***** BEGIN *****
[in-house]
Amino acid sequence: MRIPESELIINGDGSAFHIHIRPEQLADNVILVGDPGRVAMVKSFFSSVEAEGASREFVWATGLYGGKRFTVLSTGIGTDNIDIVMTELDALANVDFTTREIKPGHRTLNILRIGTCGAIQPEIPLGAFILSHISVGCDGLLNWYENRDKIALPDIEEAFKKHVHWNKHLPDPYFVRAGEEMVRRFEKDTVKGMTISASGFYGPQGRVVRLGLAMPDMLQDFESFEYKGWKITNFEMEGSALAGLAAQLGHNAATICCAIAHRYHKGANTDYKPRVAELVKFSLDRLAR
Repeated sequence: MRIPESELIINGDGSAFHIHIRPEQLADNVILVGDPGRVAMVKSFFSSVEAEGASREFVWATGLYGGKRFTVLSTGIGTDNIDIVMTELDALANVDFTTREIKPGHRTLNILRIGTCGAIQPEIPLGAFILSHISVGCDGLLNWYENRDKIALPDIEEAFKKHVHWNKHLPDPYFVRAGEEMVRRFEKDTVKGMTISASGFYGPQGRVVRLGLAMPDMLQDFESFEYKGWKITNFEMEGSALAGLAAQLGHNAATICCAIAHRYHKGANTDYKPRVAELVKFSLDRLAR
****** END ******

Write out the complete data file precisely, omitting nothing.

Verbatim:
[in-house]
Amino acid sequence: MRIPESELIINGDGSAFHIHIRPEQLADNVILVGDPGRVAMVKSFFSSVEAEGASREFVWATGLYGGKRFTVLSTGIGTDNIDIVMTELDALANVDFTTREIKPGHRTLNILRIGTCGAIQPEIPLGAFILSHISVGCDGLLNWYENRDKIALPDIEEAFKKHVHWNKHLPDPYFVRAGEEMVRRFEKDTVKGMTISASGFYGPQGRVVRLGLAMPDMLQDFESFEYKGWKITNFEMEGSALAGLAAQLGHNAATICCAIAHRYHKGANTDYKPRVAELVKFSLDRLAR
Repeated sequence: MRIPESELIINGDGSAFHIHIRPEQLADNVILVGDPGRVAMVKSFFSSVEAEGASREFVWATGLYGGKRFTVLSTGIGTDNIDIVMTELDALANVDFTTREIKPGHRTLNILRIGTCGAIQPEIPLGAFILSHISVGCDGLLNWYENRDKIALPDIEEAFKKHVHWNKHLPDPYFVRAGEEMVRRFEKDTVKGMTISASGFYGPQGRVVRLGLAMPDMLQDFESFEYKGWKITNFEMEGSALAGLAAQLGHNAATICCAIAHRYHKGANTDYKPRVAELVKFSLDRLAR